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Biocompatibility

About: Biocompatibility is a research topic. Over the lifetime, 12388 publications have been published within this topic receiving 317670 citations.


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Journal ArticleDOI
TL;DR: A major focus of this review is on factors that modulate the interaction of macrophages and foreign body giant cells on synthetic surfaces where the chemical, physical, and morphological characteristics of the synthetic surface are considered to play a role in modulating cellular events.

4,053 citations

Journal ArticleDOI
TL;DR: This chapter is a critical review of biodegradation, biocompatibility and tissue/material interactions, and selected examples of PLA and PLGA microsphere controlled release systems, and emphasis is placed on polymer and microSphere characteristics which modulate the degradation behaviour and the foreign body reaction to the microspheres.

2,351 citations

Journal ArticleDOI
TL;DR: It is shown that, in the vast majority of circumstances, the sole requirement for biocompatibility in a medical device intended for long-term contact with the tissues of the human body is that the material shall do no harm to those tissues, achieved through chemical and biological inertness.

2,219 citations

Journal ArticleDOI
TL;DR: This protocol includes methods to extract silk from B. mori cocoons to fabricate hydrogels, tubes, sponges, composites, fibers, microspheres and thin films, used directly as biomaterials for implants, as scaffolding in tissue engineering and in vitro disease models, as well as for drug delivery.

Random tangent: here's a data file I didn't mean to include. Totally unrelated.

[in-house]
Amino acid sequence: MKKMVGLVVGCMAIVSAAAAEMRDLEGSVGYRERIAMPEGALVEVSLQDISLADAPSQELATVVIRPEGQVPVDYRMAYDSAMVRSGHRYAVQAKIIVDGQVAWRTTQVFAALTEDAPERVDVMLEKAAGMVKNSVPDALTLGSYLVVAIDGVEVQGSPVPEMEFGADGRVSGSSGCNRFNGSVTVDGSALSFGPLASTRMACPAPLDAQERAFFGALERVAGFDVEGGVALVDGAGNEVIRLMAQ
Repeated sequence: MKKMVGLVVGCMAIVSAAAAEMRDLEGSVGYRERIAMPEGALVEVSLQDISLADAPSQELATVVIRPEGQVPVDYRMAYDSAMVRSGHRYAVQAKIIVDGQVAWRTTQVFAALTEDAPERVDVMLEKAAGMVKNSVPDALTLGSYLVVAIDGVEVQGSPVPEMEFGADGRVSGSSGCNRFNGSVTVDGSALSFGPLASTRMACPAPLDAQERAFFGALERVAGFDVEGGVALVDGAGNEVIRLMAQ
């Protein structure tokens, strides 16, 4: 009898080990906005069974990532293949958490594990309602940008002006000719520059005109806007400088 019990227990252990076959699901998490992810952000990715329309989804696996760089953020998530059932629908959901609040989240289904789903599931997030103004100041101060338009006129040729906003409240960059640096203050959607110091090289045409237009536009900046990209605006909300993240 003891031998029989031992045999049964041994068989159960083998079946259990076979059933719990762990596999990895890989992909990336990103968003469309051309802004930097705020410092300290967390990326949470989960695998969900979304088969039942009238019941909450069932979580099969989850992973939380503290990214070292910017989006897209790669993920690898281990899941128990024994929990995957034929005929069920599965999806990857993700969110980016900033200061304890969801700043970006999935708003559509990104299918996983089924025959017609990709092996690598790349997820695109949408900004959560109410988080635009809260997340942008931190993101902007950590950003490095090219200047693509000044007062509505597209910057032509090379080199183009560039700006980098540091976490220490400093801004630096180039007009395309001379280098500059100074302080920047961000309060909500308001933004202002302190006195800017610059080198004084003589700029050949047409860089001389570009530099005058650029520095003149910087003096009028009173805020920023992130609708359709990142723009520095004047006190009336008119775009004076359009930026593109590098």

Abstract: Silk fibroin, derived from Bombyx mori cocoons, is a widely used and studied protein polymer for biomaterial applications. Silk fibroin has remarkable mechanical properties when formed into different materials, demonstrates biocompatibility, has controllable degradation rates from hours to years and can be chemically modified to alter surface properties or to immobilize growth factors. A variety of aqueous or organic solvent-processing methods can be used to generate silk biomaterials for a range of applications. In this protocol, we include methods to extract silk from B. mori cocoons to fabricate hydrogels, tubes, sponges, composites, fibers, microspheres and thin films. These materials can be used directly as biomaterials for implants, as scaffolding in tissue engineering and in vitro disease models, as well as for drug delivery.

2,165 citations

Journal ArticleDOI
TL;DR: Biocompatibility, Pharmaceutical and Biomedical Applications L. Harivardhan Reddy,‡ Jose ́ L. Arias, Julien Nicolas,† and Patrick Couvreur*,†.
Abstract: Biocompatibility, Pharmaceutical and Biomedical Applications L. Harivardhan Reddy,†,‡ Jose ́ L. Arias, Julien Nicolas,† and Patrick Couvreur*,† †Laboratoire de Physico-Chimie, Pharmacotechnie et Biopharmacie, Universite ́ Paris-Sud XI, UMR CNRS 8612, Faculte ́ de Pharmacie, IFR 141, 5 rue Jean-Baptiste Cleḿent, F-92296 Chat̂enay-Malabry, France Departamento de Farmacia y Tecnología Farmaceútica, Facultad de Farmacia, Campus Universitario de Cartuja s/n, Universidad de Granada, 18071 Granada, Spain ‡Pharmaceutical Sciences Department, Sanofi, 13 Quai Jules Guesdes, F-94403 Vitry-sur-Seine, France

1,705 citations


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Performance
Metrics
No. of papers in the topic in previous years
YearPapers
20242
20233,600
20227,025
20211,155
20201,020
20191,020